A bout of heavy rains, an intense tropical storm and La Niña have concocted the perfect mix to allow South Africa’s average dam levels to be 20% higher compared to the same time last year.
The Department of Water and Sanitation (DWS) said on Wednesday that dams in the country now average 86.4% and significantly better than last year’s 56.6% average.
Recent rains have hit the right catchment areas, boosting water supply systems across the country.
The DWS said the Integrated Vaal River System, which consists of 14 dams, has “benefited immensely from the rains”.
Tropical storm Eloise get most of the credit for the higher dam levels, with the department saying it allowed provinces such as KwaZulu-Natal, Mpumalanga, Limpopo and the Free State to reach full capacity “overnight”.
Eastern Cape still dry
Not all provinces benefitted as much from the recent rains, with the DWS saying large parts of the Eastern Cape continue to experience dry conditions and that dam levels have dropped “at an alarming rate”.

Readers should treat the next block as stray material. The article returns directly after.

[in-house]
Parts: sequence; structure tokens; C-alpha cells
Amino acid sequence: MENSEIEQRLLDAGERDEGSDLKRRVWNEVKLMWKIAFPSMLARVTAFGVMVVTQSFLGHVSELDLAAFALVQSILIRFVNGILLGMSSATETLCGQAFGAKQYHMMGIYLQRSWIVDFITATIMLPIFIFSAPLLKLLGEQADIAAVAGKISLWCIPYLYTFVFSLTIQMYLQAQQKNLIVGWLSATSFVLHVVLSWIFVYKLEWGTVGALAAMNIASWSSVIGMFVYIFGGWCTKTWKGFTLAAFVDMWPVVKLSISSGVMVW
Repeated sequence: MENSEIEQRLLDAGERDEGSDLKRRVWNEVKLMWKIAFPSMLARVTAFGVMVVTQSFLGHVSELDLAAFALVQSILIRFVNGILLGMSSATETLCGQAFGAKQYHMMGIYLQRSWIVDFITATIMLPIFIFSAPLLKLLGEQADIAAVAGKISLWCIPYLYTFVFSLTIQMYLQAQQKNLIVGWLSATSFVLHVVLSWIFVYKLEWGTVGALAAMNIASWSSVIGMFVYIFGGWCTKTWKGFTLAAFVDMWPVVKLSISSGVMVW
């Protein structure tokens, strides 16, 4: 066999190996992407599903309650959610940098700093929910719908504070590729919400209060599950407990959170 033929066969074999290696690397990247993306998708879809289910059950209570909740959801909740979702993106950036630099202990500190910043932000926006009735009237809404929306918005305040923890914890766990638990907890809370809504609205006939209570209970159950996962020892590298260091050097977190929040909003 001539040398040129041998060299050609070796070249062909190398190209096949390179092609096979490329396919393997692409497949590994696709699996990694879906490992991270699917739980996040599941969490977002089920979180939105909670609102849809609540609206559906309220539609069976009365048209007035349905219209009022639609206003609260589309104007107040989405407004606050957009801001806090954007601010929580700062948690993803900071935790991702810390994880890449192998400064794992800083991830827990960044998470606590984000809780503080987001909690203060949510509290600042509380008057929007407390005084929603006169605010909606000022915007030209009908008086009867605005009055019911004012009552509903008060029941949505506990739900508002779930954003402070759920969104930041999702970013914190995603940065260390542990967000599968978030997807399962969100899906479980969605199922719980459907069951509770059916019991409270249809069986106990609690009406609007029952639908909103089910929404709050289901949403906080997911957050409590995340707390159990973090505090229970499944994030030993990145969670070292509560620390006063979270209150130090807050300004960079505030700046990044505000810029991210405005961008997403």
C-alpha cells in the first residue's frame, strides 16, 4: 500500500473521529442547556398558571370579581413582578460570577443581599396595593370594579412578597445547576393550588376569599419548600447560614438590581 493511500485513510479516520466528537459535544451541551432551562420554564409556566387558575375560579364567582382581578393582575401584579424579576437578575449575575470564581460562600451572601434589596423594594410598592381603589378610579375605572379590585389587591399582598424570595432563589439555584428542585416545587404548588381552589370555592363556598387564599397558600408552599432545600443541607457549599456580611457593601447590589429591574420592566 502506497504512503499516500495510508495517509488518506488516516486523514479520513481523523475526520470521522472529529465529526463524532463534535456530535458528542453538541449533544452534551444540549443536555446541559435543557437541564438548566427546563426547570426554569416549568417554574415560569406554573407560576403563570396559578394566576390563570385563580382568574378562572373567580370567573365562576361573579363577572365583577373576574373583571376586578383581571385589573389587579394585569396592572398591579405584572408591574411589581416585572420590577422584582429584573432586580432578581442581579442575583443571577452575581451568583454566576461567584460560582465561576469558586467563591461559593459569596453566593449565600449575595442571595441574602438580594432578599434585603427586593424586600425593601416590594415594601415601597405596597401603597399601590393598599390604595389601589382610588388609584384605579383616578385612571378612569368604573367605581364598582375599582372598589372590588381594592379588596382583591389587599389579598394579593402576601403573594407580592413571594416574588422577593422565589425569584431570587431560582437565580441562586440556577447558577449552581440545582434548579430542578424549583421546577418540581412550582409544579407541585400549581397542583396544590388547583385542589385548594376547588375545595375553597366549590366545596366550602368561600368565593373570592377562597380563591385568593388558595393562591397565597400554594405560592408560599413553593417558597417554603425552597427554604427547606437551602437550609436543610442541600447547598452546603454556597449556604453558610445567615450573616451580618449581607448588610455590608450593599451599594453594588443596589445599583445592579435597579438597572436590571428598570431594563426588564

The Eastern Cape has the lowest average dam levels in the country, sitting at 56.3%.
Poor rains have plagued the province for the past four years.
The Nelson Mandela Bay region is suffering the most in the Eastern Cape, with the Algoa water supply system recording “a measly” 16% capacity this week. This time last year, the system measured 26.1%.
The Amathole water supply system is at 37.4%, slightly lower than 41.4% one year ago and 37.6% just one week ago.
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The provincial government earlier declared the province a disaster area.
Western Cape holding thumbs for winter rain
Dam levels in the Western Cape lapped up heavy rains last year, but have since dropped to 56.1%.
This part of the country typically experiences dry summers and wet winters.
The department said the South African Weather Service predicted heavy rains for Cape Town until Thursday.
The province’s water supply system is at 73.8% capacity, an improvement over the 62.3% measured last year.
Winter means less rain
For most of the country, autumn and winter months mean significantly less rainfall.
This has already been observed, with the DWS saying most dams had already dropped from their full capacity of more than 100% up to 13% less.
Here are some easy tips to save water fast:
- Close the tap when washing your hands and brushing your teeth;
- Fix leaking taps as soon as possible – it is costly for the consumer and the environment;
- Place a bucket in your shower to collect water while you wait for it to get hot; and
- Try to avoid washing cars and paving with hosepipes – rather use soapy water in a bucket.
For in-depth information and tips on how to save water, read more here: EXPLAINER: Why reusing water is a lifeline for SA’s fresh water